The 5 Attributes of a Successful Hybrid Office
We spend a lot of time discussing hybrid work—what it is, why companies care about it, and how to do it right.
Hybrid workplaces have become the go-to strategy for businesses hoping to return to the office in some capacity. The pandemic taught us (and is still teaching us) that we can be productive while working from home, but our research also shows that 85% of employees want to work in an office at least some of the time.
That said, the way you execute your hybrid office will determine its success (or lack thereof). Here are 5 attributes of a functional, enjoyable workplace that you need to have in place if you want to go hybrid successfully.
1. Crystal-clear policies and expectations
Hybrid is new for most employees.
Pre-COVID, finding a remote job was a bit of a unicorn—and often reserved for employees living a digital nomad lifestyle. Working from home sometimes and from an office others wasn’t overly common.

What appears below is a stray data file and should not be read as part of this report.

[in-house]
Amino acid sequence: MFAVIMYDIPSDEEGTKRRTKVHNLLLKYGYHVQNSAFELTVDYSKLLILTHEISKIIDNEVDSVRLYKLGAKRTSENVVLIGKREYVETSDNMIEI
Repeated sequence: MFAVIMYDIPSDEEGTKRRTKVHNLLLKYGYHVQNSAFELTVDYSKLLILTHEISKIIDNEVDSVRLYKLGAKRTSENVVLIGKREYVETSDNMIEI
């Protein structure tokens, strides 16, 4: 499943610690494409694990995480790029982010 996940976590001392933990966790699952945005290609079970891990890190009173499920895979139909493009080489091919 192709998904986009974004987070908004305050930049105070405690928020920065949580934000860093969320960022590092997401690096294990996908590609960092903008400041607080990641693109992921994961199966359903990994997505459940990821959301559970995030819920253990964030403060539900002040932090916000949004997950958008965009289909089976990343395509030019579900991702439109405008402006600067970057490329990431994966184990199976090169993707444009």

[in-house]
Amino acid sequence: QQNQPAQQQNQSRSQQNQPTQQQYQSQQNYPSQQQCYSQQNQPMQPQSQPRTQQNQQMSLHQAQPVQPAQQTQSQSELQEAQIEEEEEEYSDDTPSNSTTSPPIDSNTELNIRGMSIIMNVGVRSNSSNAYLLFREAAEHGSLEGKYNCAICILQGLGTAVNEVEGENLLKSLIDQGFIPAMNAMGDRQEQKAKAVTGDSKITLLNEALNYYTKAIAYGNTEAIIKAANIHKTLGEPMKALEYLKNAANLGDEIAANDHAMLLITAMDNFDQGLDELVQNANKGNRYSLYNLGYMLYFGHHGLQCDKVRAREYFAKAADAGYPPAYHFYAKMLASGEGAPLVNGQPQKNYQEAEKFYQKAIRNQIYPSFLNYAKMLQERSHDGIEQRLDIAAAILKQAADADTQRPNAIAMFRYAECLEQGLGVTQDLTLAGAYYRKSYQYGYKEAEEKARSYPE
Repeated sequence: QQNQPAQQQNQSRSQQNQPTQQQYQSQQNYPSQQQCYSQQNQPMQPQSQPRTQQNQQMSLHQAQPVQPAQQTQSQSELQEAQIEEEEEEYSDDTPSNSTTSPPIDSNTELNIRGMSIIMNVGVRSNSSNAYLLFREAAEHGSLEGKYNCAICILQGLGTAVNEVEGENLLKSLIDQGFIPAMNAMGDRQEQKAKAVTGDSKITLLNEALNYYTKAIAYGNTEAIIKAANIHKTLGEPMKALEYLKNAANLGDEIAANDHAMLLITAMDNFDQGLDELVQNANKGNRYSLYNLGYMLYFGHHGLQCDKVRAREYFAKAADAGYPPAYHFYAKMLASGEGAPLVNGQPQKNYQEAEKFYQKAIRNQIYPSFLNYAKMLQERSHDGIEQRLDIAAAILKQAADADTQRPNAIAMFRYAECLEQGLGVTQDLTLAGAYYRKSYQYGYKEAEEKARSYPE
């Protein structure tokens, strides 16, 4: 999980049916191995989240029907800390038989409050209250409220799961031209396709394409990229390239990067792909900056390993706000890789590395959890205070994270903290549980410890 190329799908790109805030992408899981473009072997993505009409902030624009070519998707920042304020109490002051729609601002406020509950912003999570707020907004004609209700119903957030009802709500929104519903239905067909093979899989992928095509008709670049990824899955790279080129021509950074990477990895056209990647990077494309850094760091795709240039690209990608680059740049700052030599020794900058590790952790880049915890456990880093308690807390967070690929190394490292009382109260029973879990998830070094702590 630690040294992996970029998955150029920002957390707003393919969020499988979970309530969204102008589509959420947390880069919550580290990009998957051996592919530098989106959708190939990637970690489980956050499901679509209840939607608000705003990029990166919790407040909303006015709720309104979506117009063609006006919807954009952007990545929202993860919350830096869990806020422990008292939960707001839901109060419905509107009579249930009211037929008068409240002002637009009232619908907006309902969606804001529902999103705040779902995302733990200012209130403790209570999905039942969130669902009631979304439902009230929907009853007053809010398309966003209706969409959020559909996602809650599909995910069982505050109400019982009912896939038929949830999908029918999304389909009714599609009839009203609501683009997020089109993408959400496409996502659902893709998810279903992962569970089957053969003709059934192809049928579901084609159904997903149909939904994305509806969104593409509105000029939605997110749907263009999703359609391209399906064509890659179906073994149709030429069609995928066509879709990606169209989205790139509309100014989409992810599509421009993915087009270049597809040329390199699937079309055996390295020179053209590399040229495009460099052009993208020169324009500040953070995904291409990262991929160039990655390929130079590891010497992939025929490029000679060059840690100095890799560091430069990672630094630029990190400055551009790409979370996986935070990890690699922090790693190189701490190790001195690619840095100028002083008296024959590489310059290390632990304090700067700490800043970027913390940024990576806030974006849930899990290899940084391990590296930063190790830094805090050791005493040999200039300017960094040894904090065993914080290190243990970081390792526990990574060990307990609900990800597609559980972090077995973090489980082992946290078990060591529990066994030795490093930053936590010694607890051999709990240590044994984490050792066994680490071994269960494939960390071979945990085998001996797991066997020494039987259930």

If you want your hybrid office to be successful, you need to establish clear parameters for how hybrid will work for your company.
These expectations and policies should include:
- How often employees are required to work in the office (and if there even is a requirement)
- Which days employees should/shouldn’t work from the office
- If employees need to pre-register before coming into work (and how to do so)
- Any health and safety requirements (do employees need to upload recent negative COVID test information or vaccination status before coming into work?)
- Social distancing requirements and capacity limits
- Protocol for visitors (such as clients, external stakeholders, vendors, family and friends, and so on)
The list goes on—and will vary depending on your office space and team size, your industry, and a variety of other factors.